When we first moved here my husband had a conversation about our family with another lieutenant on a visiting cutter. This gentleman was working on his masters in his off time and reading a lot about how declining populations were going to have a significant impact on nations. He said we were true patriots for having so many children.

Wow? Really? Patriots?

In my fourth pregnancy, I heard it straight from a nurse midwife's mouth that she believed we should only replace ourselves.

And it's her belief! Really it is, and isn't that what is so great about being Americans, is that we can have these differing opinions?

However, being called "true patriots" for having so many children was a first for Justin and I.

patriot: one who loves and loyally or zealously supports one's own country (Webster Fourth Edition)

Fireworks start at 11:59 p.m. on the 3rd of July...because that's when it is dark enough to see them here in Juneau!

That is a huge nun buoy in front of where we were sitting on the Coast Guard pier.

Do you see my son covering his ears?

Patriots, of course, aren't only those called to have a large family, that is so limiting and it is a vocation we are called to in a particular way. What is great about being patriotic is we can be this in every vocation (and in every political party)....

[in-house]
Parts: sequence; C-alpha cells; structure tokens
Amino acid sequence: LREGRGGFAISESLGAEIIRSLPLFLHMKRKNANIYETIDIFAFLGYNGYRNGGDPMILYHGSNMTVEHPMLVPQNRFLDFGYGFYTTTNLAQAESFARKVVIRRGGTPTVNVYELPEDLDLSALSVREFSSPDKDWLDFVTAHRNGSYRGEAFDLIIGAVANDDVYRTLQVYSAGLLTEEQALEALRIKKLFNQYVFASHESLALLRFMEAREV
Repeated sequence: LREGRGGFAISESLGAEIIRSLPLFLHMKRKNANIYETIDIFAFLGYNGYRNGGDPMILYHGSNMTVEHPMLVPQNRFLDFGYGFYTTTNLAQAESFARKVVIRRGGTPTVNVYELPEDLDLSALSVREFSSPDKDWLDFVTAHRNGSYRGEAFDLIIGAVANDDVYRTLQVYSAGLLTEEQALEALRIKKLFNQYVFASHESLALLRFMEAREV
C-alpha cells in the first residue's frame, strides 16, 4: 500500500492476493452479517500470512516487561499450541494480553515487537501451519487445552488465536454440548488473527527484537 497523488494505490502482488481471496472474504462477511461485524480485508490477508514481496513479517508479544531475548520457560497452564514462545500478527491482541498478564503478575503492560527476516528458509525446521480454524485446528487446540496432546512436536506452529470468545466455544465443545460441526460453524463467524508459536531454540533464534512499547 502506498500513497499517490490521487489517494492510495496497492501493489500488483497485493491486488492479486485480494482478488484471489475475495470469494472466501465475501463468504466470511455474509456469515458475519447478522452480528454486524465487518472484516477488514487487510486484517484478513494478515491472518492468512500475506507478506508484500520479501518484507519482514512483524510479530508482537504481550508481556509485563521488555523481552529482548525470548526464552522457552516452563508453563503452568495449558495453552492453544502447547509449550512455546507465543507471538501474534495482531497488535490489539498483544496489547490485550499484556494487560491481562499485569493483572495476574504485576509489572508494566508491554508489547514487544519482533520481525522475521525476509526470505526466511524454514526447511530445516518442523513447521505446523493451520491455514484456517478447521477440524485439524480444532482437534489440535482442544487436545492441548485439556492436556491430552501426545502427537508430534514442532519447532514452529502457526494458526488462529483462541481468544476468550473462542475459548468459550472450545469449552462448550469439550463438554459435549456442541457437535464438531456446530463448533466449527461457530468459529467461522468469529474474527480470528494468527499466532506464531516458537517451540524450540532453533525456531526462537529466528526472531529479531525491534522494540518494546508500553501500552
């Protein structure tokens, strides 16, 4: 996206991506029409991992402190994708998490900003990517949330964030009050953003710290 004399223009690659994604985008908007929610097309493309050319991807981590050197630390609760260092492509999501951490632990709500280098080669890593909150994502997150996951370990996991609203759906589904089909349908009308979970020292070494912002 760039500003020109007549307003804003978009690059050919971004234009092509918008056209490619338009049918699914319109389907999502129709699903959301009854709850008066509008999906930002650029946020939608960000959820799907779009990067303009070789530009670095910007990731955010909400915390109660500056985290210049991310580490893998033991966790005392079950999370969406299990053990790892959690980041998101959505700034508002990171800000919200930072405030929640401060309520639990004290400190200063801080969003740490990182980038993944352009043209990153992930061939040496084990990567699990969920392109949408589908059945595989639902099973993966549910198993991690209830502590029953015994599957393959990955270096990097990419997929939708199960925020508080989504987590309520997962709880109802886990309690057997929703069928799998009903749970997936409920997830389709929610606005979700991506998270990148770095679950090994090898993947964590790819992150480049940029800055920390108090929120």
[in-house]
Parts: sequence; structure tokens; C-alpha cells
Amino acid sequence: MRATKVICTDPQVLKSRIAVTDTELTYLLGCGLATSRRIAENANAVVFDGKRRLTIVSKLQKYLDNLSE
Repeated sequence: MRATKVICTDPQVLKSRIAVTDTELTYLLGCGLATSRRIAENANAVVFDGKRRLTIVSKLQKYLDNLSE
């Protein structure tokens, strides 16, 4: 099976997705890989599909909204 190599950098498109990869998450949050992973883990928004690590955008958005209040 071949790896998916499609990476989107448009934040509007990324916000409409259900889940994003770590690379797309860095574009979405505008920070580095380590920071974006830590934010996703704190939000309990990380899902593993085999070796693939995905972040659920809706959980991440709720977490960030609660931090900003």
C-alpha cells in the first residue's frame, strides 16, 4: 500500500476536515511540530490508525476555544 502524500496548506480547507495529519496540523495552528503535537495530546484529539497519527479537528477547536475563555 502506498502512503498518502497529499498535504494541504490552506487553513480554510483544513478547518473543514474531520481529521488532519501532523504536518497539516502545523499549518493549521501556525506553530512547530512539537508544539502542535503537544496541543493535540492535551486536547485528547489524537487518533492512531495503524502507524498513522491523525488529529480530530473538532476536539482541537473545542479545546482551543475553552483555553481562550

because we can ALL BE OPEN TO LIFE.

To be open to life is to be patriotic because in its essence is a deep love for our fellow countrymen, our neighbor, and the profound realization of how desperately we need each other.

Our country needs her littles. Lord, we pray that you keep sending them...

They pass these mining hats out every year.

When we accept life in front of us in all its forms and mess, we are the ones changed. Every time we give ourselves to our fellow countrymen, in our parish, in our neighborhood, in our schools, in our womb....we are building up our country and promoting a culture of life.

Yes, little ol' you and me.

We should have this prayer for citizens in all countries, that we all have such an ardent love of our country and the life in that country, that we empty ourselves to serve each other.

I hope my own children don't learn to be patriots because their parents just so happen to both serve as commissioned officers in the Coast Guard.

I want them to see us daily serving, opening our hearts to others, right here in this little home in the 49th state of the United States of America.

My dad, a retired Naval officer who served on submarines during the Cold War was very taken aback a few years ago on the phone...or I think it might have even been on the front porch of his home...when I said I identified more with being a Catholic then I did with being an American.